“Star Wars” is omnivorous in its inspiration. The saga, which continues in December with “Episode VIII: The Last Jedi,” nods to classical mythology, Arthurian legend and even Wagner’s “Ring” cycle.
John Williams’s music for the series — which the New York Philharmonic will perform live, from Sept. 15 through Oct. 7, alongside screenings of the original trilogy and “Episode VII: The Force Awakens” — contain some of the most memorable themes in film history.
And like the movies themselves, the score is rooted in the classics.
That inspiration crosses centuries: Stravinsky, Mozart and, in one instance, a quotation from the Gregorian “Dies irae” chant used repeatedly by composers. Mr. Williams also associatesbrief themes with certain characters and ideas, a strategy Wagner developed with the leitmotifs of the “Ring.”
“There are dozens of leitmotifs that are used in these films,” David Newman, who will conduct the Philharmonic concerts, said in a recent interview. “You can definitely find references in there.”
Comparisons to the “Ring” don’t end there, Mr. Newman said. In both music and plot, the closing moments of “The Force Awakens,” in which Luke Skywalker is handed his long-lost lightsaber, has the feel of Siegmund pulling the sword Nothung from the tree in “Die Walküre.”
Listen to five comparisons between works from the classical canon and moments from the “Star Wars” soundtracks — which, with the addition of “The Last Jedi,” will run longer than the “Ring” cycle.
‘The Imperial March (Darth Vader’s Theme)’
In the movies: In the original trilogy, this theme follows the villainous Darth Vader; in the prequels, it presages the dark fate of Anakin Skywalker. (Spoiler for the few strangers to “Star Wars”: Anakin and Vader are the same person.) The music is always a cue to the audience that evil is afoot.
In classical music: The march’s underlying rhythm recalls another celestial score: Gustav Holst’s “The Planets.” The subjects of Holst’s suite, however, are more mythological than astronomical. “Mars,” which resembles Darth Vader’s march, is subtitled “The Bringer of War.” This wouldn’t be the only time “Mars” inspired a film composer; Hans Zimmer nearly quoted it directly in “Gladiator.”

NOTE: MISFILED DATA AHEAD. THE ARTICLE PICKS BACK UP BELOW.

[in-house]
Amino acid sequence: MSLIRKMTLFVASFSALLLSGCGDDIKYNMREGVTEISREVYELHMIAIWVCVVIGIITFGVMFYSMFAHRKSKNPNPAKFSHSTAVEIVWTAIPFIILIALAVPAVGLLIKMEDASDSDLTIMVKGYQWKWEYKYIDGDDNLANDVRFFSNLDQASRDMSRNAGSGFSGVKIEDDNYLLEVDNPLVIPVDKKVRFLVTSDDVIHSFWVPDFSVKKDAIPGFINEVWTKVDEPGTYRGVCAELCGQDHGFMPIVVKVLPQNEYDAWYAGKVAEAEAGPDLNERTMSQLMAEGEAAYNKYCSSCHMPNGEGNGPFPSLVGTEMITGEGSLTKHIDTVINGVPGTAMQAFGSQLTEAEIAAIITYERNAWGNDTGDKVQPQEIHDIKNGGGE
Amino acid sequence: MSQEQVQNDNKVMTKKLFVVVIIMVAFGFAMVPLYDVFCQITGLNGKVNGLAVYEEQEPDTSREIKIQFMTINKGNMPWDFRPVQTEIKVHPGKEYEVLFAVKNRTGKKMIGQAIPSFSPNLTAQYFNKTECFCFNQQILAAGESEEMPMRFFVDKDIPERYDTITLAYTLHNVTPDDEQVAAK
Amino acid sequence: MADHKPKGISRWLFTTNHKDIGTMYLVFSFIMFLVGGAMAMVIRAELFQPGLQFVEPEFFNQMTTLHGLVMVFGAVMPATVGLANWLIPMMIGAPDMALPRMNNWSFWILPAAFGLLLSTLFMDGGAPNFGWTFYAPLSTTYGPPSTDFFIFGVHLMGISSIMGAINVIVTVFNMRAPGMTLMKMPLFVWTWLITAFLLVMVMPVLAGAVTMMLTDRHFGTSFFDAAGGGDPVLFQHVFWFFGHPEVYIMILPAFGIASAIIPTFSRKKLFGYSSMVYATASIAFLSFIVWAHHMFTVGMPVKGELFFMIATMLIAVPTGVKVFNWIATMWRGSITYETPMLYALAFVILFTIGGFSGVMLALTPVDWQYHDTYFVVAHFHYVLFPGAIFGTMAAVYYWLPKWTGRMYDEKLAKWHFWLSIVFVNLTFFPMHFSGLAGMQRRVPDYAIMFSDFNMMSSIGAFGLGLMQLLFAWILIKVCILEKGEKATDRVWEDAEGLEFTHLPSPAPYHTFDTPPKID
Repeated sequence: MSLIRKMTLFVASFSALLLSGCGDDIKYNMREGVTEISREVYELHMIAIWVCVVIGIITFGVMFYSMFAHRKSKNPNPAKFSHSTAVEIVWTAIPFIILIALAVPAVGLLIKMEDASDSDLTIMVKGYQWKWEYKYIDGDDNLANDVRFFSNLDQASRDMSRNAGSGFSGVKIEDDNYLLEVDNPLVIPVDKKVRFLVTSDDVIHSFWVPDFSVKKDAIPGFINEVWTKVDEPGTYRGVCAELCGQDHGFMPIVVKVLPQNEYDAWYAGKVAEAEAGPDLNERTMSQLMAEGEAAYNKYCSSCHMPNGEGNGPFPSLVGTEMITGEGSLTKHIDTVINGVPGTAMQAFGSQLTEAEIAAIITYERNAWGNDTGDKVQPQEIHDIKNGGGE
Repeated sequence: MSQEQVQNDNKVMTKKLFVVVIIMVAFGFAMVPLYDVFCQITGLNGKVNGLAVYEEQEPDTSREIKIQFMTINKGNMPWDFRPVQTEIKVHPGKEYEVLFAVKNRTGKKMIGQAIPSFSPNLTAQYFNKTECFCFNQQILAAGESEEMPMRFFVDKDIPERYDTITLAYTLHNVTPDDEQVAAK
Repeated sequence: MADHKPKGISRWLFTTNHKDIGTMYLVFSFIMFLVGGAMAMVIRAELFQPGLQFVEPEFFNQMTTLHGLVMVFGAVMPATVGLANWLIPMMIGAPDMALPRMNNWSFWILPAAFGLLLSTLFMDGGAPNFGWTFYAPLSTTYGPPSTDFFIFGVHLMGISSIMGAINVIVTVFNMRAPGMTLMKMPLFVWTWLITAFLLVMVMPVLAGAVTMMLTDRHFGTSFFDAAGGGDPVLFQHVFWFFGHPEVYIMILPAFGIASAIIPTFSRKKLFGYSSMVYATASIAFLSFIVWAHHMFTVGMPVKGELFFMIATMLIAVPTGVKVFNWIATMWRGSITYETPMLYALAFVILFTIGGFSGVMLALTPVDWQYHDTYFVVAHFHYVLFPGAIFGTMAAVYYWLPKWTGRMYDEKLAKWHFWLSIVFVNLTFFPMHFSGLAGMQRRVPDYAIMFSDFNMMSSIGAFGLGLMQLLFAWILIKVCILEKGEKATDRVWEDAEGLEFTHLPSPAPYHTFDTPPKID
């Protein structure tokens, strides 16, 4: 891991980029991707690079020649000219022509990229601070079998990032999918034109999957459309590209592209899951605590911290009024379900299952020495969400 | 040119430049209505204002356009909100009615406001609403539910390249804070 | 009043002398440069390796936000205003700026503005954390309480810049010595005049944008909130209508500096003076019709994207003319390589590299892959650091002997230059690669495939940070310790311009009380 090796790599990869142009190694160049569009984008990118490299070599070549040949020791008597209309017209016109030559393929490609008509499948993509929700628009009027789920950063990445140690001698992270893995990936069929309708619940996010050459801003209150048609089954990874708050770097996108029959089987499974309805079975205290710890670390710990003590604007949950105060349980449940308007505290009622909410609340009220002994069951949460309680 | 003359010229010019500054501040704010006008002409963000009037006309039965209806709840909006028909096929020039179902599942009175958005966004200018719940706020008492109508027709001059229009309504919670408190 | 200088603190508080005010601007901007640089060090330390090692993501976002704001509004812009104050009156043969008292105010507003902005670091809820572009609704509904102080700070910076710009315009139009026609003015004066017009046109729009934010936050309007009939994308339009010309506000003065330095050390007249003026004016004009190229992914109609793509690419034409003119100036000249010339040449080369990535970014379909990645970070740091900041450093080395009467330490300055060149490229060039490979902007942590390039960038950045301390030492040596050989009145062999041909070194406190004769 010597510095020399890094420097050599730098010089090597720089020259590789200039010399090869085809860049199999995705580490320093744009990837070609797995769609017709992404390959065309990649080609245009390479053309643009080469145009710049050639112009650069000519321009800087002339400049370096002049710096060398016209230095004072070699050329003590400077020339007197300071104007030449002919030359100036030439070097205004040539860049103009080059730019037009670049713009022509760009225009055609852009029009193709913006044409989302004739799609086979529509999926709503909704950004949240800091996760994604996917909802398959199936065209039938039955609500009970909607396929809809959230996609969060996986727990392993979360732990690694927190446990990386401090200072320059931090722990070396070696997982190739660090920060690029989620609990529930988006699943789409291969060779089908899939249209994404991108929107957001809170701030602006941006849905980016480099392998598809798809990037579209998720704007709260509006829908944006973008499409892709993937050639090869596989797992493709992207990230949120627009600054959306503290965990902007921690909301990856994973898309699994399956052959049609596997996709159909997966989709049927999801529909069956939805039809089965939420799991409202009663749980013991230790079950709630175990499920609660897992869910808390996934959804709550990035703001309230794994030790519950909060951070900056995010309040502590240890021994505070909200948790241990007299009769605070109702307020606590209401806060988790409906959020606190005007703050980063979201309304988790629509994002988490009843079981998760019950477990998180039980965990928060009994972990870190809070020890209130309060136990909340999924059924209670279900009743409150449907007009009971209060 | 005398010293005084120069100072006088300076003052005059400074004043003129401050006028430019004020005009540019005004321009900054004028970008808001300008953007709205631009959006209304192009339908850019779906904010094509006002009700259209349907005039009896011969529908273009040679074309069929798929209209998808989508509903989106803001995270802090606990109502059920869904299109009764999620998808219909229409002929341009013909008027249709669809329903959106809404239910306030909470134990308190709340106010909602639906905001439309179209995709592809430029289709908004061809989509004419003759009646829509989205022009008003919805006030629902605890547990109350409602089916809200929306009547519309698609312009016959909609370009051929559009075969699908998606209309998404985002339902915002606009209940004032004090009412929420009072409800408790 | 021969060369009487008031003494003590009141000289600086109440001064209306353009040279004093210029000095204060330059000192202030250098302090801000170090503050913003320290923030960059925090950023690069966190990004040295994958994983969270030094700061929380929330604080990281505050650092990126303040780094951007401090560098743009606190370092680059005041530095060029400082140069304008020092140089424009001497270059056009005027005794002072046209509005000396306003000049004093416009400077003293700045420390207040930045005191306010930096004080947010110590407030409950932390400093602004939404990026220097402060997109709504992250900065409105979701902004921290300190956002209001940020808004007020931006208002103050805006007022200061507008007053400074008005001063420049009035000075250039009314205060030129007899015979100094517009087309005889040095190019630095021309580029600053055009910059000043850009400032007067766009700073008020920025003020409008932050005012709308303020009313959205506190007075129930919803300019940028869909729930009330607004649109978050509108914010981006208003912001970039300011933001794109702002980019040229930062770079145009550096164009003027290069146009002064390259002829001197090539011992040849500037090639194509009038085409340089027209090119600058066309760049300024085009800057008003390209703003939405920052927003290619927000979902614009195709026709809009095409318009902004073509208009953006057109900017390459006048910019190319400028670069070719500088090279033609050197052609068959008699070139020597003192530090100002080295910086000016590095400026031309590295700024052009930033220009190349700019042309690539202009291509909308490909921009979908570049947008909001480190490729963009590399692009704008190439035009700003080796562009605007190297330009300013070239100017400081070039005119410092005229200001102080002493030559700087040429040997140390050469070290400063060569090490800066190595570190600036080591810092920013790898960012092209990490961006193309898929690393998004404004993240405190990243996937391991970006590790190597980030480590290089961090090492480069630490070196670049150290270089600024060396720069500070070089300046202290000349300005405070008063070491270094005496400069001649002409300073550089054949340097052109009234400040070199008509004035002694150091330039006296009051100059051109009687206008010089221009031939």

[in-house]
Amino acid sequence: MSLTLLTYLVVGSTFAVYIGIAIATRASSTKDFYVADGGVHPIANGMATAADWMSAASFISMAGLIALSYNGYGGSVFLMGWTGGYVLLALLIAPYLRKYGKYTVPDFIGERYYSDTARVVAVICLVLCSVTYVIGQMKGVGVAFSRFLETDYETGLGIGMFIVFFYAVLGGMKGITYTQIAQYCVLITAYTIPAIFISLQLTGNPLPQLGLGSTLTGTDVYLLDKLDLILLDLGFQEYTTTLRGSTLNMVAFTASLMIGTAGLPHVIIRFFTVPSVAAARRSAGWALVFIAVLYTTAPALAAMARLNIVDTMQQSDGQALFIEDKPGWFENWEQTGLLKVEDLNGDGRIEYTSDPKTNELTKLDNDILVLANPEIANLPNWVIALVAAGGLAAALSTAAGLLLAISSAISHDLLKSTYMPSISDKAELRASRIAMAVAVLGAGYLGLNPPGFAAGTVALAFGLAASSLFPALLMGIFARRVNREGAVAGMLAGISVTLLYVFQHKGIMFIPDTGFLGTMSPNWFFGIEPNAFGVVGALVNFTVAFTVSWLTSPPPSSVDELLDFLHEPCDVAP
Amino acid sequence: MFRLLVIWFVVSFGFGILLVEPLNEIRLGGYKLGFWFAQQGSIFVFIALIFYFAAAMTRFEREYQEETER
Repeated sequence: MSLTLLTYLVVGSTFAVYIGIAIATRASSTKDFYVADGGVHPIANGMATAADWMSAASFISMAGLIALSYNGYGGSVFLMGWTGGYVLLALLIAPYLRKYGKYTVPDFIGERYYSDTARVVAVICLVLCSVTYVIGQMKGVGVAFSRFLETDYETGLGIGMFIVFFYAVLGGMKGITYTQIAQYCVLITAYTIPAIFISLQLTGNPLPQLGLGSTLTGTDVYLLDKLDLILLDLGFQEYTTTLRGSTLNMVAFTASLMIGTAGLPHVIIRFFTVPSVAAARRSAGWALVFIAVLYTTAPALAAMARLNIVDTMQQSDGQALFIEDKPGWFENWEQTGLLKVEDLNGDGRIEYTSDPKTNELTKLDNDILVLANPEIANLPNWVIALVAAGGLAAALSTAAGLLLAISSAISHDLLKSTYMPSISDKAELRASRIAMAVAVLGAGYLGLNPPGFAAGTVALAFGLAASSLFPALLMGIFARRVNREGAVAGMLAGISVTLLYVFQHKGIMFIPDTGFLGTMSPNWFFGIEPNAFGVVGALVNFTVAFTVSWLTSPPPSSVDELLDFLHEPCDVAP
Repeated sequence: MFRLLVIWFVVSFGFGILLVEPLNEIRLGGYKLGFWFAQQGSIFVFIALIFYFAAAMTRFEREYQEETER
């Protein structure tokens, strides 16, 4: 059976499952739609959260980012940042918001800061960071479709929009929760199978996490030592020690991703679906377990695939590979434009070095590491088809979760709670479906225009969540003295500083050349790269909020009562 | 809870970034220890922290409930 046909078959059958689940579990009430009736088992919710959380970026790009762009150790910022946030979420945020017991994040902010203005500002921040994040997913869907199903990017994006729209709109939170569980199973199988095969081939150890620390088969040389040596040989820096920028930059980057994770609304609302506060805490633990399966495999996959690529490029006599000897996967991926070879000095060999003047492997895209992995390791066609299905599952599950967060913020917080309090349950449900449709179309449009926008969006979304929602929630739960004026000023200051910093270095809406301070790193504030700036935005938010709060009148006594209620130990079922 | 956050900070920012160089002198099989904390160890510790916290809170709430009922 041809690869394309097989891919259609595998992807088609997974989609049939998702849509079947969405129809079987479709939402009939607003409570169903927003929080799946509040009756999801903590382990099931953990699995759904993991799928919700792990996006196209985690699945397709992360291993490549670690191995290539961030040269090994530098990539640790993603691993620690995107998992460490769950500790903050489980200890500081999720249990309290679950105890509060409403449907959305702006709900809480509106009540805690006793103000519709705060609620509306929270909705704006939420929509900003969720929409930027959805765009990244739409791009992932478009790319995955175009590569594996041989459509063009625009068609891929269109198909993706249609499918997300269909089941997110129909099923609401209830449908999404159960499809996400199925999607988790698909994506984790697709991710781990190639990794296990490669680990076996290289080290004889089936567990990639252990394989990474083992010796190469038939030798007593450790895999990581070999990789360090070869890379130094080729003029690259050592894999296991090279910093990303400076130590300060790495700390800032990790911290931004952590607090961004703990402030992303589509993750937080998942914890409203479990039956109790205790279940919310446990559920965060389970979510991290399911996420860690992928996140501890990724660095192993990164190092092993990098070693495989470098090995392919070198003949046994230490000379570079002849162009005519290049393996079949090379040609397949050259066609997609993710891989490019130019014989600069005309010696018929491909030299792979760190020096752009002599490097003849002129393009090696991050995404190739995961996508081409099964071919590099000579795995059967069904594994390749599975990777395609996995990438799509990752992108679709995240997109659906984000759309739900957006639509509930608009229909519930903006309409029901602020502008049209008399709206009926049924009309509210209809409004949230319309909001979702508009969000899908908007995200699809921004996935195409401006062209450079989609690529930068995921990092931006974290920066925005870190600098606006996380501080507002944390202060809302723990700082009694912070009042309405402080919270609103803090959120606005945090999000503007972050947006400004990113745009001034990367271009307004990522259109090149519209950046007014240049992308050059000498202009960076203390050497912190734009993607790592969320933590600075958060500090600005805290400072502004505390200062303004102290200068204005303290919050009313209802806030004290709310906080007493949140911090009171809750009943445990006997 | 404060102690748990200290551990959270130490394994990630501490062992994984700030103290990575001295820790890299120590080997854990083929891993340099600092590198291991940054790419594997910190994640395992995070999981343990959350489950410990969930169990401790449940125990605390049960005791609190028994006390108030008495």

In the movies: This eerie music appears briefly in “Episode IV: A New Hope,” when the droids C-3PO and R2-D2 find themselves stranded on the desert planet Tatooine. The sinister sound evokes the desolate landscape and sets the stage for what happens next: The droids are captured by Jawas.
In classical music: Mr. Williams’s music here sounds like Stravinsky’s “The Rite of Spring,” specifically the opening of Part II, “The Sacrifice.” While this sequence in the “Star Wars” soundtrack may signal peril for the droids, it pales in comparison with this moment in “Rite,” when the “Chosen One” — a virgin — is doomed to a sacrificial dance.
‘Han Solo and the Princess’
In the movies: Mr. Williams’s love theme for Han Solo and Princess Leia recurs throughout “Episode V: The Empire Strikes Back,” inching to the fore as their relationship evolves from teasing flirtation to a full-on declaration of love — complete with a passionate swell in the music.
In classical music: Han and Leia’s theme is both romantic and Romantic, seemingly inspired by the lyrical melodies of Tchaikovsky, in particular his fantasy ballet scores. A direct comparison is tough to pin down, though it does resemble the recurring theme of Tchaikovsky’s Violin Concerto in D.
‘Parade of the Ewoks’
In the movies: The endearing, bear-like ewoks add playful moments to the score for “Episode VI: Return of the Jedi.” Mr. Williams, who tends to favor mighty brass and passionate strings throughout “Star Wars,” here features woodwinds and percussion to reflect these primitive creatures.
In classical music: As with Han and Leia’s theme, a direct comparison in the canon isn’t easily apparent. But Mr. Williams’s score here does recall the music of Prokofiev. Listen, for example, to this moment from the ballet “Romeo and Juliet”; it is the leitmotif for Romeo and his friends, Mercutio and Benvolio. The music, like Mr. Williams’s theme for the ewoks, reflects the boys’ playful behavior and lightness.
‘Jabba’s Baroque Recital’
In the movies: Mr. Williams’s homages to classical and popular music truly shine in the “Star Wars” scenes with diegetic music, music that is visibly performed onscreen, such as in the famous cantina band scene in “A New Hope,” and at Jabba the Hutt’s court in “Return of the Jedi.” For the cantina, Mr. Williams wrote an uncanny approximation of big-band music; for the court, he did the same with a Baroque and Classical pastiche.
In classical music: Stripped of its synthesized sound, Jabba the Hutt’s palace music could pass as Mozart. But Mr. Williams is far from the first composer to echo Mozart’s style. Andrew Lloyd Webber’s musical “The Phantom of the Opera,” for example, contains a nod to Mozart in the song “Poor Fool, He Makes Me Laugh,” a pseudo-aria from an imaginary comic opera.
NEW YORK PHILHARMONIC
The “Star Wars” Film Concert Series will be performed Sept. 15 through Oct. 7 at David Geffen Hall, Lincoln Center; nyphil.org.